Book Image

Jupyter Cookbook

By : Dan Toomey
Book Image

Jupyter Cookbook

By: Dan Toomey

Overview of this book

Jupyter has garnered a strong interest in the data science community of late, as it makes common data processing and analysis tasks much simpler. This book is for data science professionals who want to master various tasks related to Jupyter to create efficient, easy-to-share, scientific applications. The book starts with recipes on installing and running the Jupyter Notebook system on various platforms and configuring the various packages that can be used with it. You will then see how you can implement different programming languages and frameworks, such as Python, R, Julia, JavaScript, Scala, and Spark on your Jupyter Notebook. This book contains intuitive recipes on building interactive widgets to manipulate and visualize data in real time, sharing your code, creating a multi-user environment, and organizing your notebook. You will then get hands-on experience with Jupyter Labs, microservices, and deploying them on the web. By the end of this book, you will have taken your knowledge of Jupyter to the next level to perform all key tasks associated with it.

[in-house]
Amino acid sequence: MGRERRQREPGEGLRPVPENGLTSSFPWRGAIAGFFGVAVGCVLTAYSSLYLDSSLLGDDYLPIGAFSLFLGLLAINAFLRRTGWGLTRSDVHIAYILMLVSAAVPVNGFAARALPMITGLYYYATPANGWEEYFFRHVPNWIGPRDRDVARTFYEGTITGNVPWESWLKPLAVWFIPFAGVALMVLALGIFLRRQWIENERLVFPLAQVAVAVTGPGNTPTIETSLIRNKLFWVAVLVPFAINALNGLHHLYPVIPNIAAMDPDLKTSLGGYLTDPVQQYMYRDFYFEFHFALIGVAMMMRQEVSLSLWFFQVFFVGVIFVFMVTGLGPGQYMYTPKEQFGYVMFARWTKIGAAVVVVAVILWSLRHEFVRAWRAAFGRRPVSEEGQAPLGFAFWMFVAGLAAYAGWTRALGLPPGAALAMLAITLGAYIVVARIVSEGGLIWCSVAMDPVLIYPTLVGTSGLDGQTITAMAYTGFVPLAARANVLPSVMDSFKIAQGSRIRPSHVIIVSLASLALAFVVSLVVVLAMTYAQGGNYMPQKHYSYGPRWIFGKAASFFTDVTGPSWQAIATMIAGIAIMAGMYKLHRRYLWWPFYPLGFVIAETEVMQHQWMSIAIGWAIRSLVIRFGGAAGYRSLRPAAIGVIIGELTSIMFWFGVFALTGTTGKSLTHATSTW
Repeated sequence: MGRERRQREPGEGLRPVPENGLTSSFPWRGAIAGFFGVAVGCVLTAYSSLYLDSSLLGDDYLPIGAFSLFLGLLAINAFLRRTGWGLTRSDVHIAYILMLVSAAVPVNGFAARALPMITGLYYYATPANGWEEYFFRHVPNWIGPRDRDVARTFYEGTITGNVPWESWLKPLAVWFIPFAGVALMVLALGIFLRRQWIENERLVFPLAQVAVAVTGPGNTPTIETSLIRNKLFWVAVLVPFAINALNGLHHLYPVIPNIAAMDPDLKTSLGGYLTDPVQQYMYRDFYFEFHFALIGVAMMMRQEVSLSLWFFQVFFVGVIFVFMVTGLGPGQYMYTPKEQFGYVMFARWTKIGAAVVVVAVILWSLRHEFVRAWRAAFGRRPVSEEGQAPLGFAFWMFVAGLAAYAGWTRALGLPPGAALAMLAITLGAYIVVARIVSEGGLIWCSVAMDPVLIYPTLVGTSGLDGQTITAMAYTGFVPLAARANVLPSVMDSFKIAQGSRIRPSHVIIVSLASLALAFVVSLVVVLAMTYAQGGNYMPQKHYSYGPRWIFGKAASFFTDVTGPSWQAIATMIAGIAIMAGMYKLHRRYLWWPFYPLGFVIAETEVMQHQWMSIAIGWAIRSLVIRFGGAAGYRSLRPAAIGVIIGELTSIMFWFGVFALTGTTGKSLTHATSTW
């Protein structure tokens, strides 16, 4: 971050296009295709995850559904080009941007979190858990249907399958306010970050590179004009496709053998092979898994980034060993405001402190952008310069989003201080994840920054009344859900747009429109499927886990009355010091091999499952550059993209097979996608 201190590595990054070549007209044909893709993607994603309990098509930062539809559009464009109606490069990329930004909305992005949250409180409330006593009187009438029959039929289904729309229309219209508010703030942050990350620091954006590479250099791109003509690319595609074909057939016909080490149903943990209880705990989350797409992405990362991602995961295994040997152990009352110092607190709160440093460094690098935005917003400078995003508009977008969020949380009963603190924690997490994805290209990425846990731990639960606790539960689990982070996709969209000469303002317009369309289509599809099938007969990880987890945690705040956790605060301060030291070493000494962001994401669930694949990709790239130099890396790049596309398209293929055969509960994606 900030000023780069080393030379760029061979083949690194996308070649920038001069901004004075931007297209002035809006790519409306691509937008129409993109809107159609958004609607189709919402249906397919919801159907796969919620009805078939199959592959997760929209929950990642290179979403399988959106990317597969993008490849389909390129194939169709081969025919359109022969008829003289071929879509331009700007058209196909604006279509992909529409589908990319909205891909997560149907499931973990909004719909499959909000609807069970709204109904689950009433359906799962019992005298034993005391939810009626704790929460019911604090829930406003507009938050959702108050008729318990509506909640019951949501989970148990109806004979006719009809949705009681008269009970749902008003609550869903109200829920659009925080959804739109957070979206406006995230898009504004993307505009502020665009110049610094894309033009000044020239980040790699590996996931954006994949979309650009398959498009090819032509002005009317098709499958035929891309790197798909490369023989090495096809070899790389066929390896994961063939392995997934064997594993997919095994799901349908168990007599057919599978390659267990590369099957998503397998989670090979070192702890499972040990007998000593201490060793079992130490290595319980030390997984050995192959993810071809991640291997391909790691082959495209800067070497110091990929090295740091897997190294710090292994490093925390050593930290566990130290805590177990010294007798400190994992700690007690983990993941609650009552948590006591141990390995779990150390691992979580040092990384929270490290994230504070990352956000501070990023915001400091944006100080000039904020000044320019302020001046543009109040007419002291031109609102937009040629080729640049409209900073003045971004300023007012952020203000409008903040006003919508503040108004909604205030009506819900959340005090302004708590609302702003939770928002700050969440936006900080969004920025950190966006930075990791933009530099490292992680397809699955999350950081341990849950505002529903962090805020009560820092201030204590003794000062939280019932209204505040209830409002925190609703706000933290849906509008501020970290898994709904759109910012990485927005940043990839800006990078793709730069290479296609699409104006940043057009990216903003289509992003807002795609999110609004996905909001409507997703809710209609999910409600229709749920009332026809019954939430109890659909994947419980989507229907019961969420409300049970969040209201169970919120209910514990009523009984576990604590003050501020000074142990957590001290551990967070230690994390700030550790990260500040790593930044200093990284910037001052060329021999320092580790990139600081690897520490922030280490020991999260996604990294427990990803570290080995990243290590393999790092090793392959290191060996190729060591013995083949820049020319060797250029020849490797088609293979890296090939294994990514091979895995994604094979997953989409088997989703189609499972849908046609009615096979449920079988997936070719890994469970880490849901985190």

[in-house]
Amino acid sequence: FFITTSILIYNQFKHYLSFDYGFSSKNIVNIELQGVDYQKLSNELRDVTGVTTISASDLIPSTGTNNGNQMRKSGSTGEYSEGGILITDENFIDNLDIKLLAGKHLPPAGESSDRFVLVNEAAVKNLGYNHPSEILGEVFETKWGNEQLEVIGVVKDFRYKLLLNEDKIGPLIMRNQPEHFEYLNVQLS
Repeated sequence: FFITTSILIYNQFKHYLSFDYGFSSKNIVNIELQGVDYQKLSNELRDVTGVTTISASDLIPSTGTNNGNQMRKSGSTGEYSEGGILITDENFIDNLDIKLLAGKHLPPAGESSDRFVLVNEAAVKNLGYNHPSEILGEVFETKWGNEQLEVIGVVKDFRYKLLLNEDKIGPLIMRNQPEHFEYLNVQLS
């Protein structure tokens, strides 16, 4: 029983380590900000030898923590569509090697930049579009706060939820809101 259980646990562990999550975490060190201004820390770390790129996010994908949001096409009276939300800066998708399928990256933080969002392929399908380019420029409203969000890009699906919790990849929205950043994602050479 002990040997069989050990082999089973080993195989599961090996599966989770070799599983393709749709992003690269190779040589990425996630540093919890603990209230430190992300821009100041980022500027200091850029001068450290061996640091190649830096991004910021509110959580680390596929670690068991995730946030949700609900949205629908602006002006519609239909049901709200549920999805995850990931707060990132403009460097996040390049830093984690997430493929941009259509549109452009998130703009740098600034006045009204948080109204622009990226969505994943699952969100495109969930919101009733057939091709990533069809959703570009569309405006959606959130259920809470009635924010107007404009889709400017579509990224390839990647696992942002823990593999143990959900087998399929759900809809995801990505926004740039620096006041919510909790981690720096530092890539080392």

Table of Contents (17 chapters)
Title Page
Copyright and Credits
Packt Upsell

Generating a density map using Python

In this section, we generate a (human) density map of the United States, where each state is color coded based on its relative population density.

How to do it...

We can use the script:

%matplotlib inline

import matplotlib.pyplot as plt
from mpl_toolkits.basemap import Basemap
from matplotlib.patches import Polygon
import pandas as pd
import numpy as np
import matplotlib

# create the map
map = Basemap(llcrnrlon=-119,llcrnrlat=22,urcrnrlon=-64,urcrnrlat=49,
 projection='lcc',lat_1=33,lat_2=45,lon_0=-95)# load the shapefile, use the name 'states'
# download from,shx,shp
map.readshapefile('st99_d00', name='states', drawbounds=True)

# collect the state names from the shapefile attributes so we can
# look up the shape obect for a state by it's name
state_names = []
for shape_dict in map.states_info:

ax = plt.gca() # get current axes instance